Interesting piece on the yen and euro and the impact of devaluation.
Say you're a Doc, working out of NYU Hospital on 1st and 34th, and on October 29 you park your car in the lot next door. Sandy rolls in, and the next morning your car is 20 feet underwater. You've got insurance, so a week later, check in hand, you look at new cars and narrow it down to two. A decked out Lexus LS460 and very nice Audi A8. The walk out price on both cars comes to 80 grand. Which one do you choose?
That was just three months ago. At that time the relative value of these cars was equal. If you assume that 80% of the cost of the car was the imported value, then you were "paying" 50,394 Euros for the Audi and 512,000 Yen for the Lexus. At the exchange rates in early November, the Euro component of the Audi was $64,000 (80,000 X 80% X EURUSD 1.27). The Yen cost was also $64,000 (80,000 X 80% /80.00). The EURJPY exchange rate was 102.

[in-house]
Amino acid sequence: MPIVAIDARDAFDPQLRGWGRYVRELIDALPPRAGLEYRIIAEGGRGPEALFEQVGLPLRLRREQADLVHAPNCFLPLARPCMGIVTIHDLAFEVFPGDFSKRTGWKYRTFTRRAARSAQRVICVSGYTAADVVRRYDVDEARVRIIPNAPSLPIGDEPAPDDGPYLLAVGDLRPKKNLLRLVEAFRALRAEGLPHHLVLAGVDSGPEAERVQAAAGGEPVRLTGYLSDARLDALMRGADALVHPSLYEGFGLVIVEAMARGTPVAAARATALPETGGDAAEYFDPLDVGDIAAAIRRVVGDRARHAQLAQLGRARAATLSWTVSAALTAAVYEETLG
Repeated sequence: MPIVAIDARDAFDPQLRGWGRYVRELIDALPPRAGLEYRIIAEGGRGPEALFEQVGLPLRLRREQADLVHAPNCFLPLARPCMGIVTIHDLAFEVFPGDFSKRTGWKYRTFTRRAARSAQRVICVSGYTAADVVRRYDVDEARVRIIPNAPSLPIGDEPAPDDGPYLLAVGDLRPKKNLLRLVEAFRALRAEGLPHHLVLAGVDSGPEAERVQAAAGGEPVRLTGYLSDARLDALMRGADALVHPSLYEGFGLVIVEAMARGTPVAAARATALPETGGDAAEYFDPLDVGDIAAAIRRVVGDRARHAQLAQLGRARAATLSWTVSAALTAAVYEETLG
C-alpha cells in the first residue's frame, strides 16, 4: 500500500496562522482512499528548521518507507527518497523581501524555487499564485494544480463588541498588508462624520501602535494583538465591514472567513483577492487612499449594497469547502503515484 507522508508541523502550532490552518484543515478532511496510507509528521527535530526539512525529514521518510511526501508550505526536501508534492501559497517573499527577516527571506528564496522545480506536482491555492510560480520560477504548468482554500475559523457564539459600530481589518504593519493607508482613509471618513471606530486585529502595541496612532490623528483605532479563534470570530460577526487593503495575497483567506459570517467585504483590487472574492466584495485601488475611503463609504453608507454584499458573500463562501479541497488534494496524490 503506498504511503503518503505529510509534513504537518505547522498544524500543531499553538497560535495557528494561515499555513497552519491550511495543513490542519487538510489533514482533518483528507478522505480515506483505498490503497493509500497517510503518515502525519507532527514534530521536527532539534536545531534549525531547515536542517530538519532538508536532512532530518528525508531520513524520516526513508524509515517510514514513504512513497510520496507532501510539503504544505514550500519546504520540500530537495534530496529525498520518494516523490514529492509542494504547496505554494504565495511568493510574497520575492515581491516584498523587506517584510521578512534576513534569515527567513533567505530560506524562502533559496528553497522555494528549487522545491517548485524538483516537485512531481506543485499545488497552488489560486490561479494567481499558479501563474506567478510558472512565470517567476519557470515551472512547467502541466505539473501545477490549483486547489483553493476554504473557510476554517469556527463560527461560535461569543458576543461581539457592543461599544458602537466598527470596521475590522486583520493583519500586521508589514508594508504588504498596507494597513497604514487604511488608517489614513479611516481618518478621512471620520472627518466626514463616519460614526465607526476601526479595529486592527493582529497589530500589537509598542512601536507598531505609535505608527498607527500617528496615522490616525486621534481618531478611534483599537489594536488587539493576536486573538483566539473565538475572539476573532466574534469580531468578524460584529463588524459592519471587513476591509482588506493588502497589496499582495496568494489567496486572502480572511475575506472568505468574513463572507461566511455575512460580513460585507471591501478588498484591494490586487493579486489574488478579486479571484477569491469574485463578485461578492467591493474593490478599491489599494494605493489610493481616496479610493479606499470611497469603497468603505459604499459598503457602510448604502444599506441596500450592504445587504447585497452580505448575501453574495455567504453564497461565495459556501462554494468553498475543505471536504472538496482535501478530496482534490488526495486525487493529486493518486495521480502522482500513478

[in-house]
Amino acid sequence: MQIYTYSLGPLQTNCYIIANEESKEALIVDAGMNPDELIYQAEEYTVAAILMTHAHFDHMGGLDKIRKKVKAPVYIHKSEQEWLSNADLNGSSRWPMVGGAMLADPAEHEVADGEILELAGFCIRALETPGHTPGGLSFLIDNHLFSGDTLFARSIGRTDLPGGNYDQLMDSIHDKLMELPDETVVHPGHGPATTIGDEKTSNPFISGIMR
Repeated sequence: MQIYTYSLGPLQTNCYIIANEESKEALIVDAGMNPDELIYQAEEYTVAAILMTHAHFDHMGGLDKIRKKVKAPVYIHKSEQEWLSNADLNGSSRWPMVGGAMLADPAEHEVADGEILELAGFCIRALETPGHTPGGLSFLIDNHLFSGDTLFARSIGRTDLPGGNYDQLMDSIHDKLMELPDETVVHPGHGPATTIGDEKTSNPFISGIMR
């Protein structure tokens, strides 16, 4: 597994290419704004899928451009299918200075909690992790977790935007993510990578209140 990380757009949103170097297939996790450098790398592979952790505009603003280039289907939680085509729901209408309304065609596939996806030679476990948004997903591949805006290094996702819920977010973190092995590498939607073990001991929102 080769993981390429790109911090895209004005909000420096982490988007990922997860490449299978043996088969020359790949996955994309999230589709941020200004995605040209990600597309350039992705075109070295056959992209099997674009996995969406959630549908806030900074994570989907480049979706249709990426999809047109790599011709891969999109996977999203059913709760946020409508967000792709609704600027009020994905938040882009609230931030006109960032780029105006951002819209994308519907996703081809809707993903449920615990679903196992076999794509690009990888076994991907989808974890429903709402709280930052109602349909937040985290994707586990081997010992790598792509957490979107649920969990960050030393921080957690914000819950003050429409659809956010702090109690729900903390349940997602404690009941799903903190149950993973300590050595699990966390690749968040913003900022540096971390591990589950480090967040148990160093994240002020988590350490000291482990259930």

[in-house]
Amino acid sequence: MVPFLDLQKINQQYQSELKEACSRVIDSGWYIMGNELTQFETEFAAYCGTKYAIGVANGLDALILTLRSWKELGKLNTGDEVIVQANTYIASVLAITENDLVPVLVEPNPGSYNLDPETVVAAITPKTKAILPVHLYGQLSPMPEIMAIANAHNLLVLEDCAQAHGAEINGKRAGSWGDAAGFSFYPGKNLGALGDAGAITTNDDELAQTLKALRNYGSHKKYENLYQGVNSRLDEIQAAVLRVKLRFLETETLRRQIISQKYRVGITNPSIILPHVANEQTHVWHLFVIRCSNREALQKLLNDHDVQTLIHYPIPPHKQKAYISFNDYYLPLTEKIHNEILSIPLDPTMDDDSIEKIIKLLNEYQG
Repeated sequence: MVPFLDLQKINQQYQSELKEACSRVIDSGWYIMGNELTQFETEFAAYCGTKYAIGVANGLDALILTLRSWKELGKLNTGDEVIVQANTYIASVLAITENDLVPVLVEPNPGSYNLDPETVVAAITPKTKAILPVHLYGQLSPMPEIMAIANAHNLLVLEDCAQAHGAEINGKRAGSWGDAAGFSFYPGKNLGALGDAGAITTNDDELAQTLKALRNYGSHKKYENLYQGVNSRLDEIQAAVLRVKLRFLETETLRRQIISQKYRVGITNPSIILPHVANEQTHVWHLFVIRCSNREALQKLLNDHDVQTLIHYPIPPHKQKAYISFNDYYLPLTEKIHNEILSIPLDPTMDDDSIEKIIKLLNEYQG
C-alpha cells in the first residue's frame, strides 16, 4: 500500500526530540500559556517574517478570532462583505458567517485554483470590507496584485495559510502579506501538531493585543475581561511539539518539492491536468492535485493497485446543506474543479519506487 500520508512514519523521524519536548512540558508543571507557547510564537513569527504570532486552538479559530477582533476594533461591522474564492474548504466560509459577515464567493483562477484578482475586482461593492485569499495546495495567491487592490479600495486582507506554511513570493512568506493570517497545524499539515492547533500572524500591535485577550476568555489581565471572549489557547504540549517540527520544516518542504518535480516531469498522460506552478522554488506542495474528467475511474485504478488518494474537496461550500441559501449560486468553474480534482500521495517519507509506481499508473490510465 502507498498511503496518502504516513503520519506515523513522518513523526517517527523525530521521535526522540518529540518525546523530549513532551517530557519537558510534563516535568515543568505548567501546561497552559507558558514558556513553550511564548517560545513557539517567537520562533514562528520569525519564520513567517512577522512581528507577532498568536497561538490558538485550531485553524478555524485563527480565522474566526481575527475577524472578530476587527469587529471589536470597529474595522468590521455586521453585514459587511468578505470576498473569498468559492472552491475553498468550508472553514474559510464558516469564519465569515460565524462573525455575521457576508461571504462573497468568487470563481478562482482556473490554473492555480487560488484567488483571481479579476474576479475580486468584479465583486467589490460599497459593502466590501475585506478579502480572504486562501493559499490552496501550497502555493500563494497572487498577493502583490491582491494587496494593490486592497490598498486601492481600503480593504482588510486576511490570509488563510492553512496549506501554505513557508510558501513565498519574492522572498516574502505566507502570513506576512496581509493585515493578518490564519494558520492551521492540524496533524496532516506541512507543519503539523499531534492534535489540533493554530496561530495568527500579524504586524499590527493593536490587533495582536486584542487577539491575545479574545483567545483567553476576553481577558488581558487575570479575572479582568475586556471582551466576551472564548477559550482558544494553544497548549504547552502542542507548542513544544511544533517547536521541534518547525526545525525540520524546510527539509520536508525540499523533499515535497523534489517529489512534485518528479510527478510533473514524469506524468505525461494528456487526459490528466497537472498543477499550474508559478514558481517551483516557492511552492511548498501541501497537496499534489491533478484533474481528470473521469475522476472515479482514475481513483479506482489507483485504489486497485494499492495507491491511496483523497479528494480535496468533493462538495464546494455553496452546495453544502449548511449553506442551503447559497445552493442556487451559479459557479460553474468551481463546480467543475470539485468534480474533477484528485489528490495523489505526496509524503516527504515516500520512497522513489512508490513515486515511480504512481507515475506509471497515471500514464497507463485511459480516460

Today the EURJPY FX rate is 1.2650. The dollar cost of those Euros and Yen have changed substantially. $68,900 is now the Euro component of the Audi (+3,900). The dollar cost of the imported Lexus has fallen to $55, 350 (-$8,649). Looking at just the FX rate changes, the cost of the Lexus is down to $71,350, the Audi is up to $84,910. In three months there is a $13,560 price gap. Now which one do you choose?
I bring this up to make the point about how very rapidly the terms of trade have turned against Germany (all of the EU) and in favor of Japan. What is striking, is how quickly the adjustment has been. Consider this 15 year chart of the EURJPY: